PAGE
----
Disney have really been on top form for the last few years and Zootroplois continues that run with a witty, hugely enjoyable caper set in an all-animal city, where a new rabbit police recruit finds herself teaming up with a rather cynical fox con-artist to investigate a case involving citizens suddenly and inexplicably turning ferocious.

The city itself is incredible, beautifully animated, and the sheer amount of thought that has gone into creating a world where so many different species could live together is impressive. Fast-paced and filled with laughs for both children and adults to enjoy (the sloths, a loving pastiche of The Godfather and a nudist camp are among the highlights), the film also has the warmth and heart that Disney and Pixar are known for, and a positive but not overly preachy message to take away.

Both the children and the adults in our party enjoyed Zootroplois equally - what more could you ask? Highly recommended.

No Title Available

4.0 out of 5 stars Well-built and powerful vacuum cleaner, 27 Mar. 2016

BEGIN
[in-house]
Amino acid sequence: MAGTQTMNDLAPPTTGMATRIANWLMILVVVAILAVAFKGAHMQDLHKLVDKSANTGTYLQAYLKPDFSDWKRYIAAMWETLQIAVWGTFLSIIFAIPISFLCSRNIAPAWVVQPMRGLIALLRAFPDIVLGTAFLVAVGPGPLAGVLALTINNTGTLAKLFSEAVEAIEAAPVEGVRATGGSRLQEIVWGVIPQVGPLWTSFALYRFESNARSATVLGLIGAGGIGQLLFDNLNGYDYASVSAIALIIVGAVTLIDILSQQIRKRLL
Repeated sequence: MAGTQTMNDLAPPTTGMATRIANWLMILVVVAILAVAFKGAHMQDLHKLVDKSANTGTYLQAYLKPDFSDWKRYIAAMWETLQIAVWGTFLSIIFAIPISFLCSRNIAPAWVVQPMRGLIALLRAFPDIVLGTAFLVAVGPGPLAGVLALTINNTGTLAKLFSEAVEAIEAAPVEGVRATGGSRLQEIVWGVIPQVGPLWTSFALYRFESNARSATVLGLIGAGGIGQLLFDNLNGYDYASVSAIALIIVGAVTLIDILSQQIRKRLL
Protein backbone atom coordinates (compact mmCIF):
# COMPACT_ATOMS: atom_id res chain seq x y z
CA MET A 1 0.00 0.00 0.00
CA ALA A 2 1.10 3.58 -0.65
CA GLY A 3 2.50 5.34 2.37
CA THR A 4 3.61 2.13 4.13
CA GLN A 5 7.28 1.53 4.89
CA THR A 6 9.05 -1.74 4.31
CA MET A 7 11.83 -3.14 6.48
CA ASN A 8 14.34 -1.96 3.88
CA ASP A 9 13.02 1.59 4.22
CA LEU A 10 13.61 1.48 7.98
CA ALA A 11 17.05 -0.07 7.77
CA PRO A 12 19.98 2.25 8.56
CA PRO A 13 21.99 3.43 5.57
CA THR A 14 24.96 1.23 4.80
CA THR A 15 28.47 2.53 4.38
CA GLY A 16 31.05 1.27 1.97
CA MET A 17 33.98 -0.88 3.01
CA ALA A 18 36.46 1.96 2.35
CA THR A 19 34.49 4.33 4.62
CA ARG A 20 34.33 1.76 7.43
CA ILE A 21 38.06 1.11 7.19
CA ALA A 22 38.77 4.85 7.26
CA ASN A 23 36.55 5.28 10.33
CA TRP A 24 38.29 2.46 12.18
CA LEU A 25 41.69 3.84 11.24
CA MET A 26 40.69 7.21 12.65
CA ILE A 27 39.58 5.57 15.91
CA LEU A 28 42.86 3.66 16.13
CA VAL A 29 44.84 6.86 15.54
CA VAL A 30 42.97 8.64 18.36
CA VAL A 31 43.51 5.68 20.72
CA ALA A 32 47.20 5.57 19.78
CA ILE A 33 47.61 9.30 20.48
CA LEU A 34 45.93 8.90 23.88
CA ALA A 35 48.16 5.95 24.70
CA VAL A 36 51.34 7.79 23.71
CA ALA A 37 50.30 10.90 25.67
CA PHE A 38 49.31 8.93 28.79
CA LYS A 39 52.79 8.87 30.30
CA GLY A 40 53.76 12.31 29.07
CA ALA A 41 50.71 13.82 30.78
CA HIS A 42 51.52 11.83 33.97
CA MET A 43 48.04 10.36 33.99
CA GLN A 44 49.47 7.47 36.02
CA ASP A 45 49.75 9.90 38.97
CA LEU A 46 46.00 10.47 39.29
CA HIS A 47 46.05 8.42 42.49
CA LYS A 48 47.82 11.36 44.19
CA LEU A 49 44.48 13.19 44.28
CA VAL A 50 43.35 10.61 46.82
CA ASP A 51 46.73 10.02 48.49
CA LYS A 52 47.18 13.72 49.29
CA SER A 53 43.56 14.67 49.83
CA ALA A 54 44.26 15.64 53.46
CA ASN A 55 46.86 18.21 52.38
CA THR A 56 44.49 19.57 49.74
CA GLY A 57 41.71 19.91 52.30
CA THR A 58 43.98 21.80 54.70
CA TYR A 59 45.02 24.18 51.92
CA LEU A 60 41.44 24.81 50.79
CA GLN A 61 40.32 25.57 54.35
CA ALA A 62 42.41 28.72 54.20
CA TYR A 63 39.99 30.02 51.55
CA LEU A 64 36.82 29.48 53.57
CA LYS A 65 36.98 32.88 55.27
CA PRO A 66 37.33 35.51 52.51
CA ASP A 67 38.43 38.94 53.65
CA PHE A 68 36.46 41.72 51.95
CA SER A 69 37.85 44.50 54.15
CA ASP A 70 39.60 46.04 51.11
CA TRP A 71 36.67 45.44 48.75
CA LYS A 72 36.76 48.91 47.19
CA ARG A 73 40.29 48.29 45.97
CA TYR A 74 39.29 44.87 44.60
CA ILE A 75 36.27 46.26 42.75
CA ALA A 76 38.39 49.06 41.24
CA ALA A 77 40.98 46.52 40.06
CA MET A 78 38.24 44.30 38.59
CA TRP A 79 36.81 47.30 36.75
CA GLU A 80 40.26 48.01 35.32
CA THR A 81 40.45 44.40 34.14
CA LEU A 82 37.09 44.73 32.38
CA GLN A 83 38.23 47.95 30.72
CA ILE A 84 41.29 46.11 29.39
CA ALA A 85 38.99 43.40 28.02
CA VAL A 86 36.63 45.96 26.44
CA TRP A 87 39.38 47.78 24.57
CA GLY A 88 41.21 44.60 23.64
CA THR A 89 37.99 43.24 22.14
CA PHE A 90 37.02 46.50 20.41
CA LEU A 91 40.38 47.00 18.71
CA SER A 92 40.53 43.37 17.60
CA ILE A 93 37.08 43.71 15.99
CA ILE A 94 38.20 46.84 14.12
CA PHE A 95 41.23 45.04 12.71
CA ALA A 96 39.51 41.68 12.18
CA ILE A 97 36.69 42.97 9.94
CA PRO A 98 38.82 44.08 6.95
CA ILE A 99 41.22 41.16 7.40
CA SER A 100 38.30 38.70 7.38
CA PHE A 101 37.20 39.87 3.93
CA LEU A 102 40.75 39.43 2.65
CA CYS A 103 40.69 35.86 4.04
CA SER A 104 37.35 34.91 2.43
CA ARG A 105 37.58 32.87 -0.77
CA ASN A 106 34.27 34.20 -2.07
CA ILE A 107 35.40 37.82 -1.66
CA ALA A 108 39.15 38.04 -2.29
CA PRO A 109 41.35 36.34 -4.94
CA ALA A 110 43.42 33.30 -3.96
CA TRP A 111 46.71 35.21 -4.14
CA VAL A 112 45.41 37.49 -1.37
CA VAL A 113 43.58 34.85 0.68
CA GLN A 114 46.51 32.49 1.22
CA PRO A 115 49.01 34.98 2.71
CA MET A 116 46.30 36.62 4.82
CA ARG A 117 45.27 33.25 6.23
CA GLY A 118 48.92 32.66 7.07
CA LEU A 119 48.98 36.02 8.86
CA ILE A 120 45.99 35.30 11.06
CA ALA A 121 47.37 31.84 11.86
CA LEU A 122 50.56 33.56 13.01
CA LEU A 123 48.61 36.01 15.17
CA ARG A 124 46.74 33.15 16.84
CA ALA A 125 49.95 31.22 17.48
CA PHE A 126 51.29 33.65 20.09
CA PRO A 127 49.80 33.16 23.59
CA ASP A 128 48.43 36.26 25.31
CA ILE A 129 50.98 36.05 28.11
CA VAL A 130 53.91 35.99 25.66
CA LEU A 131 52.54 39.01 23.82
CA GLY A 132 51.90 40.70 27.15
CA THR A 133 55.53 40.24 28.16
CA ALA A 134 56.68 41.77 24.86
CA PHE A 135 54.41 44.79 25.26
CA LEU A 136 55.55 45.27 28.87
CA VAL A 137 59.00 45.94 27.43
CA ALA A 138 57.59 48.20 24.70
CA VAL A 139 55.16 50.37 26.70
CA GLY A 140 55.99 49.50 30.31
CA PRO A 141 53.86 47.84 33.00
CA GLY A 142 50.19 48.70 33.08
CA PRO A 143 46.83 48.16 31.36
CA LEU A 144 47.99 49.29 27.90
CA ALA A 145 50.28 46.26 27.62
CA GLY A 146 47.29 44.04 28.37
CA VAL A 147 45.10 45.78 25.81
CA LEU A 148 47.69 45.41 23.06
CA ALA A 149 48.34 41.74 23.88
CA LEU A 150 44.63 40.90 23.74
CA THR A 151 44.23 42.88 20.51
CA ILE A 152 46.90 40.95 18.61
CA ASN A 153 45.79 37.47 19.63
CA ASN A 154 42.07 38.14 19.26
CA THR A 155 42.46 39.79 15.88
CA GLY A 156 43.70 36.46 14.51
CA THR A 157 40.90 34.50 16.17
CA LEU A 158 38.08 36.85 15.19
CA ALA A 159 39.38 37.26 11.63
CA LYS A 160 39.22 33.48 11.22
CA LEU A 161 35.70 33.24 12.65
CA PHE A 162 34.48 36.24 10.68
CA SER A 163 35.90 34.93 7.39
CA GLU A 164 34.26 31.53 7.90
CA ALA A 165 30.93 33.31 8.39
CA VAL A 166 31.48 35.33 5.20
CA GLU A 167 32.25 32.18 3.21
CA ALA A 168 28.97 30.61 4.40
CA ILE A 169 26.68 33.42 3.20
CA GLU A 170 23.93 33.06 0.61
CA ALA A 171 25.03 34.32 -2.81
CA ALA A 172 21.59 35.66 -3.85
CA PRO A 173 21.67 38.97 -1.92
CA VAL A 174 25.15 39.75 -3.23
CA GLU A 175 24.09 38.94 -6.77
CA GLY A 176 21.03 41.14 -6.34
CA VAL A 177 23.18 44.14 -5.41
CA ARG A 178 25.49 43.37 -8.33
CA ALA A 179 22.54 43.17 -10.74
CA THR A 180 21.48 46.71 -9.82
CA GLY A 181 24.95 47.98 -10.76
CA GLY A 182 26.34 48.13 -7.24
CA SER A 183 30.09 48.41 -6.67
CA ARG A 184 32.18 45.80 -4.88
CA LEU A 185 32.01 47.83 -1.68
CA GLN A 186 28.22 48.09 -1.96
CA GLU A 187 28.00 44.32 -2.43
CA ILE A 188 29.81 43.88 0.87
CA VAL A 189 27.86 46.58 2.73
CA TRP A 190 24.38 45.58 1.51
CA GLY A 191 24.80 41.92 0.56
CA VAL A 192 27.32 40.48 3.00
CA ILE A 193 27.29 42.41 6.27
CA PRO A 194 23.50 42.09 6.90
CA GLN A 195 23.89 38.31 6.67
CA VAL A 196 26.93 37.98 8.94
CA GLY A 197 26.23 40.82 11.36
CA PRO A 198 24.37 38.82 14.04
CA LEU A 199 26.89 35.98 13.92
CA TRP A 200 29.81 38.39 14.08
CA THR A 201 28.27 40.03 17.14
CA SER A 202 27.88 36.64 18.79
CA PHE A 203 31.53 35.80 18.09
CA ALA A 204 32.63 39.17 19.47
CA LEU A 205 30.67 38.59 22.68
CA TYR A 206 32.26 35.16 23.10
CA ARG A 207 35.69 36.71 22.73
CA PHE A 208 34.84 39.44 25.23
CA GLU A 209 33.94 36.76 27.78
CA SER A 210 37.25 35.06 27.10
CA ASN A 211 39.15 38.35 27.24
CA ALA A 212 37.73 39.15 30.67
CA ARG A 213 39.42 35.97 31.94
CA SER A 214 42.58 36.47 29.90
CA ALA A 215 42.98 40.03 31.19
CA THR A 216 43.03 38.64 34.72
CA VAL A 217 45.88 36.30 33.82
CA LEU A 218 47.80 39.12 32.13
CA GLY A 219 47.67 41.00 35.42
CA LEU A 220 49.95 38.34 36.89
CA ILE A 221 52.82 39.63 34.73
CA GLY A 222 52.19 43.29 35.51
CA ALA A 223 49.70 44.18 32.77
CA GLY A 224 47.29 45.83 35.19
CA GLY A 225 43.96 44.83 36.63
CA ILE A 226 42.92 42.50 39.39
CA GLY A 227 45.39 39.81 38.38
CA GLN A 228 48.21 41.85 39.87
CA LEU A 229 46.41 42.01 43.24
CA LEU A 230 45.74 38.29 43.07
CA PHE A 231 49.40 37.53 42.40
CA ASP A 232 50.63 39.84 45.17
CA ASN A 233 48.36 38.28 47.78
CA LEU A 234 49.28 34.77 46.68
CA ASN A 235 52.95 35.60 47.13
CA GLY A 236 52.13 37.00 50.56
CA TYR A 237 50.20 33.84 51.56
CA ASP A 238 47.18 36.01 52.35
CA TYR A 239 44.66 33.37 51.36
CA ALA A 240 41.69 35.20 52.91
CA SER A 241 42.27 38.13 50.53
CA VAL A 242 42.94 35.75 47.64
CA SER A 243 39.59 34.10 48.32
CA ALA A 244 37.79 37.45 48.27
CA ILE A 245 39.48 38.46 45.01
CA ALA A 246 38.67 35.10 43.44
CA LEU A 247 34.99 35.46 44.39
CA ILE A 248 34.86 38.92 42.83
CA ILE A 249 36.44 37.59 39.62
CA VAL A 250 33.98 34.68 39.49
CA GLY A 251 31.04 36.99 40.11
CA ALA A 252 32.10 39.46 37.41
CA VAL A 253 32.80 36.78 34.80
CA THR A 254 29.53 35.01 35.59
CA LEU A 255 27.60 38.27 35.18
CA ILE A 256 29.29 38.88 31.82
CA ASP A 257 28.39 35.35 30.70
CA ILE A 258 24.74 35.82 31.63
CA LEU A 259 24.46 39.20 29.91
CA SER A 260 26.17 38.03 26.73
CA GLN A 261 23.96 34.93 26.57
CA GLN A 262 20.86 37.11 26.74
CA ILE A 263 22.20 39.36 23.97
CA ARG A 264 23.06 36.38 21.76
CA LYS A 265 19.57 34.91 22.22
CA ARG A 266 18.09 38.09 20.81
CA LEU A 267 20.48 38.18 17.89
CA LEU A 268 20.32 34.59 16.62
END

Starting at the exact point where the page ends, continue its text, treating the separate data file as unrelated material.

Customer review from the Amazon Vine Programme (What's this?)
I have always previously favoured upright vacuum cleaners but I was pleasantly surprised by the AEG Ultracaptic AUC9220.

There are five power settings; I found the suction pretty powerful even on the lowest (even the middle setting threatened to uproot my entire hall carpet in fact), and it picks up dirt, fluff and hair admirably. Surprisingly, it's also fairly quiet, by far the least noisy vacuum cleaner I've ever used. The power cord is unusually long which is a godsend, and has a rather neat self-rewinding mechanism. The whole machine seems well-made and robust, including the hose. The dirt collected is compacted right down which eliminates much of the problem of getting faintly showered in dust when emptying it into a bin.